Trenton – Legislation sponsored by Senator Shirley K. Turner and Senator Troy Singleton, which would establish the “Restorative Justice in Education Pilot Program,” cleared the Senate Education Committee today.
“Students of color are suspended from school at a much higher rate than their white counterparts,” said Senator Turner (D-Hunterdon/Middlesex). “These suspensions have an immense impact on their academic performance, often times causing students to fall behind and eventually drop out. Reducing the suspensions and expulsions can go a long way to improving the outcomes for our most vulnerable communities.”
The bill, S-2564, would require the Commissioner of Education to establish the pilot program to implement restorative justice practices in 15 schools throughout the state.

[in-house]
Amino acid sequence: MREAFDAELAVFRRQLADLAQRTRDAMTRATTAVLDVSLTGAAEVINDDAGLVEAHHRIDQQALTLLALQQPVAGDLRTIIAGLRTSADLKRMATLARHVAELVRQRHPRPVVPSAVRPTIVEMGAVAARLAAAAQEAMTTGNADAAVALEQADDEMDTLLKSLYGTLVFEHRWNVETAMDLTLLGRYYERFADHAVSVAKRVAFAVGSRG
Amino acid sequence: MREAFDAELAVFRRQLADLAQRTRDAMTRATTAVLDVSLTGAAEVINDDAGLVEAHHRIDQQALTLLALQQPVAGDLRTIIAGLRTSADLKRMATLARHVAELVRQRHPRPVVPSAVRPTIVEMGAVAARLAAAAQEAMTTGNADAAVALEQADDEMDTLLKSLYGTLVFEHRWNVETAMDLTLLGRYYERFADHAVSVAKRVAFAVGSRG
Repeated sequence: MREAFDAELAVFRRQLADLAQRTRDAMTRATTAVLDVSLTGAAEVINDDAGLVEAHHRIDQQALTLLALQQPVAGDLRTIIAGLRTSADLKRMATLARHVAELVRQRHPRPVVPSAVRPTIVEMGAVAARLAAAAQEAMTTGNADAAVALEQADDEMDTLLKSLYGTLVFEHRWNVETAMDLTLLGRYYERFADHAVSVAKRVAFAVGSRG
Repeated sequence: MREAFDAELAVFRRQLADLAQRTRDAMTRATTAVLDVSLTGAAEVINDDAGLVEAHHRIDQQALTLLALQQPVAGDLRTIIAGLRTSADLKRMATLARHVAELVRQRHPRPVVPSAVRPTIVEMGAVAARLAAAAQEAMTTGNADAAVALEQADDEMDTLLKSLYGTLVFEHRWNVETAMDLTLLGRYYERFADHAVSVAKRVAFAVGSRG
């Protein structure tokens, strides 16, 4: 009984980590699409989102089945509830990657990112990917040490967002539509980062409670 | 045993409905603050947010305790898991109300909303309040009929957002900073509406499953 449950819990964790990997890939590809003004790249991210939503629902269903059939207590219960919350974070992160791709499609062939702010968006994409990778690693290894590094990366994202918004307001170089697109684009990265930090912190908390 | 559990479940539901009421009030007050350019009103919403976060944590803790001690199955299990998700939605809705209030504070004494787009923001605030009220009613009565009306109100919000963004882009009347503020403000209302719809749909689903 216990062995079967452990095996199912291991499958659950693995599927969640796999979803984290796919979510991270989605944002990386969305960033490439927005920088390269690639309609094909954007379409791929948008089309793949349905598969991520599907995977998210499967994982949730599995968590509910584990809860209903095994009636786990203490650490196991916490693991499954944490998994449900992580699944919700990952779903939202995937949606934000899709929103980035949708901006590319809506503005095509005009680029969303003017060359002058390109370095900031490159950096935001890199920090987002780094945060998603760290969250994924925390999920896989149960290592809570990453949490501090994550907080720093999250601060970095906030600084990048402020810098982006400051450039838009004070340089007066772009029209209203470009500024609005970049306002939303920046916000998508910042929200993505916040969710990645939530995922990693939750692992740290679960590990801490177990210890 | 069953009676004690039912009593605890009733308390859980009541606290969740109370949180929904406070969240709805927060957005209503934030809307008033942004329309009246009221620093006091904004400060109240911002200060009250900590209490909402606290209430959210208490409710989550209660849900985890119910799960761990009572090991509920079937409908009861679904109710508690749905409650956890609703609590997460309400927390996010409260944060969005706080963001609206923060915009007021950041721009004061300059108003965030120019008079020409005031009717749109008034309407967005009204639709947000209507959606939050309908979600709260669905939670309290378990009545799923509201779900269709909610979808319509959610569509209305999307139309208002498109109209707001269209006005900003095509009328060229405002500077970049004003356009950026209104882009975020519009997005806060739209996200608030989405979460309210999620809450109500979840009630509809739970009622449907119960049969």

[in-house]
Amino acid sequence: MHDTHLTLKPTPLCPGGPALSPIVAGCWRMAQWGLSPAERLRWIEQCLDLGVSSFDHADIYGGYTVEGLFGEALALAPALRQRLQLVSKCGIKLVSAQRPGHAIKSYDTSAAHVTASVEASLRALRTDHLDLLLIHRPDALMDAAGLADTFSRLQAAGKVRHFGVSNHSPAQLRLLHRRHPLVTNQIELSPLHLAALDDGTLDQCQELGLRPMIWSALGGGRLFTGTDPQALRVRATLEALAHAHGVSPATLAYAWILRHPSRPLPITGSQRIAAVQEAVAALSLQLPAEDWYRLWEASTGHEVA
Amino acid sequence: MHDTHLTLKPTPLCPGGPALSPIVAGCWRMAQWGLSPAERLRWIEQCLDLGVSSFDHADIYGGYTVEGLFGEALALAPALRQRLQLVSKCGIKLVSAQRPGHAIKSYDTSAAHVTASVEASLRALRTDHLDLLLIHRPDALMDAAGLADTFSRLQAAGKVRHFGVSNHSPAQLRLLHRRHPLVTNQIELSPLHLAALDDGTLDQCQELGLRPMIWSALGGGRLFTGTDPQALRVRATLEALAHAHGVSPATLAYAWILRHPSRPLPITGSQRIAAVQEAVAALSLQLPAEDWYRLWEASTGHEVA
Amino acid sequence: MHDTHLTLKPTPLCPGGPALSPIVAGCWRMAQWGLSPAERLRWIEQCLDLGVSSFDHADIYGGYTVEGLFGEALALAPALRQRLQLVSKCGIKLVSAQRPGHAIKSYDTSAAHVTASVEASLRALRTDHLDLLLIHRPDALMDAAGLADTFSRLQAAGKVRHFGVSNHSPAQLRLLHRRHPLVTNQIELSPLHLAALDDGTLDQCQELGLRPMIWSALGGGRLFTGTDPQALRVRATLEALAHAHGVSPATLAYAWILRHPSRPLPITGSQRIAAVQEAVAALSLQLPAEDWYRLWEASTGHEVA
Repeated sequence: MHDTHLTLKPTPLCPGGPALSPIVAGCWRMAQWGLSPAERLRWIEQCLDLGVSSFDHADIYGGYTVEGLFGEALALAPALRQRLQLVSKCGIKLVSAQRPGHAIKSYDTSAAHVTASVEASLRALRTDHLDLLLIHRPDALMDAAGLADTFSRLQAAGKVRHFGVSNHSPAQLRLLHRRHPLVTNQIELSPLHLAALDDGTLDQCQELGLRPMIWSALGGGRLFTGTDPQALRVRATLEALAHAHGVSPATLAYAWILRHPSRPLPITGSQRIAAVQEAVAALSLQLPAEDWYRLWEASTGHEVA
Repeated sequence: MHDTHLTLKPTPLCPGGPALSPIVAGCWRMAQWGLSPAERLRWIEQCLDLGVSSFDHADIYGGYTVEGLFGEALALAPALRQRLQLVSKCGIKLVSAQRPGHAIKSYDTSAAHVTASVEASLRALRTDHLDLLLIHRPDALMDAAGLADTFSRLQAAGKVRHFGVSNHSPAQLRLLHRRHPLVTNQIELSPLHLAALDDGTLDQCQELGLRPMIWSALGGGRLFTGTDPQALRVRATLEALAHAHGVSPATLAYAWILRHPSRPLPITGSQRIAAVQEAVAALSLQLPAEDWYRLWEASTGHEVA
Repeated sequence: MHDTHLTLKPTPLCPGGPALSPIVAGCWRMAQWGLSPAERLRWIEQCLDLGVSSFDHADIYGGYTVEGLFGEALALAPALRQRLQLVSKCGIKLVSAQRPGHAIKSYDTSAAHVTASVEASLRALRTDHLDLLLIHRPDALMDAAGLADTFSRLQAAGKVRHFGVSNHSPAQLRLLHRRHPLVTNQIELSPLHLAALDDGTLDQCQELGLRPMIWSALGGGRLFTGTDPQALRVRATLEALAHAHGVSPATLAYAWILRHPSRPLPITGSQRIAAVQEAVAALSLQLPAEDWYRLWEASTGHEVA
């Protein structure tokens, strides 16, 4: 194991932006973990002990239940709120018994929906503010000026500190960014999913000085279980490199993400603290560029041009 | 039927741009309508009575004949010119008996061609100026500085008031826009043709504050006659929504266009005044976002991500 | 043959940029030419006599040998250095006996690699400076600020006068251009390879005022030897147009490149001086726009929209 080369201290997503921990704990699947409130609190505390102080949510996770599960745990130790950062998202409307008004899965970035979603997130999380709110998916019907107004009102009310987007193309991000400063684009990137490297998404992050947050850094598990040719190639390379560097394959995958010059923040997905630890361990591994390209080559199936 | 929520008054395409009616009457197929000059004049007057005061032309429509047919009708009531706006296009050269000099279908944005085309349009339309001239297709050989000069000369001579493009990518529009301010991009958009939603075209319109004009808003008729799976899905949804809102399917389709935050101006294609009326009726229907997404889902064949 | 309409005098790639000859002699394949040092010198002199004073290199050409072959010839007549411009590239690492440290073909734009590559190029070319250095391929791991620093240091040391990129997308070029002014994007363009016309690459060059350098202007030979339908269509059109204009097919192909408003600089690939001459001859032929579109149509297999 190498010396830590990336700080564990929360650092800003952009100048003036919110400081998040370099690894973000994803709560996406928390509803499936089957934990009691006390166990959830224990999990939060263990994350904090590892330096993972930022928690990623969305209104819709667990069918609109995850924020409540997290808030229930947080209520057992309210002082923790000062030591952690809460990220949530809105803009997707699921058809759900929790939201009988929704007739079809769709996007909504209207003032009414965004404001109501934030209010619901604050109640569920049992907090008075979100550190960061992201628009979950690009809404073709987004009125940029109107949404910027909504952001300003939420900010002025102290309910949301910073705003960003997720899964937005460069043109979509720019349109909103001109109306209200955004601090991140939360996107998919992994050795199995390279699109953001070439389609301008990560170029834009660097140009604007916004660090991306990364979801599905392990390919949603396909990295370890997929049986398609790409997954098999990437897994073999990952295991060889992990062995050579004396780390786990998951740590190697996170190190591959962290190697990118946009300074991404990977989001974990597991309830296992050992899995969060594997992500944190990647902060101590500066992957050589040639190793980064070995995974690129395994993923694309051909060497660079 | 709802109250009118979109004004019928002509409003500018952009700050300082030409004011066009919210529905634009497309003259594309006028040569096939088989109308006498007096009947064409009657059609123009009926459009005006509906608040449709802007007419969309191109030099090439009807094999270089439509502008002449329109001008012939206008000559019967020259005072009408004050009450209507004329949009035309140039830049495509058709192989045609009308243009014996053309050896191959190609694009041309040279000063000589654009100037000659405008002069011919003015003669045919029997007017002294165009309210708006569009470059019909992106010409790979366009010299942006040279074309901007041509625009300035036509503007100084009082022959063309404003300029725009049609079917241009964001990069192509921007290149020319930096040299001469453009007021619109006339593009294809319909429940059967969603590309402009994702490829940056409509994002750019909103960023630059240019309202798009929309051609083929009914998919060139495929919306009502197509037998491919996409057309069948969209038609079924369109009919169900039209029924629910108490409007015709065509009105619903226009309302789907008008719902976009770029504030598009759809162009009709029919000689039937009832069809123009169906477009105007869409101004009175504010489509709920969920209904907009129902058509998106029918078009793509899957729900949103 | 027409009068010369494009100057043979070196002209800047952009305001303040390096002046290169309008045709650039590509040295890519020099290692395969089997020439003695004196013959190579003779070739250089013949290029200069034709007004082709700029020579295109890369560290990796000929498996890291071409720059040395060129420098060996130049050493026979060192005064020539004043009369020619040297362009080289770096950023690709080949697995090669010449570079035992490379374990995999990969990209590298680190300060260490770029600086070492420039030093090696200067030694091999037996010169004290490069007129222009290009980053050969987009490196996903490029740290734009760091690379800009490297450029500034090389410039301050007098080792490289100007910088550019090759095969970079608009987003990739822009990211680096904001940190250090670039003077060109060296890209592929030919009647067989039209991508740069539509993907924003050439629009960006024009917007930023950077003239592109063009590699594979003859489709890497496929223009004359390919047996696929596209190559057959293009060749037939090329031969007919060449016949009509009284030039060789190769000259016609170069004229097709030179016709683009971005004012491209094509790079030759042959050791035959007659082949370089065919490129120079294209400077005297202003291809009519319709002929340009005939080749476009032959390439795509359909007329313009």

“We must have better responses to students misbehaving than telling them to stay home, which is ultimately a disservice to them academically,” said Senator Singleton (D-Burlington). “This legislation will offer school districts the opportunity to implement effective and appropriate interventions that focus on improving behavior going forward rather than punishing students for past actions.”
The principals of selected schools would be required to limit the number and duration of student suspensions to the greatest extent possible. The districts selected would be required to provide ongoing professional development to teachers and staff on the adverse consequences of the exclusion of students from school, among other things.
The bill would also establish the “Restorative Justice Grant Fund” within the Department of Education which would be used to provide grants to participating schools.
The bill was released from committee by a vote of 4-1-1, and next heads to the full Senate for further consideration.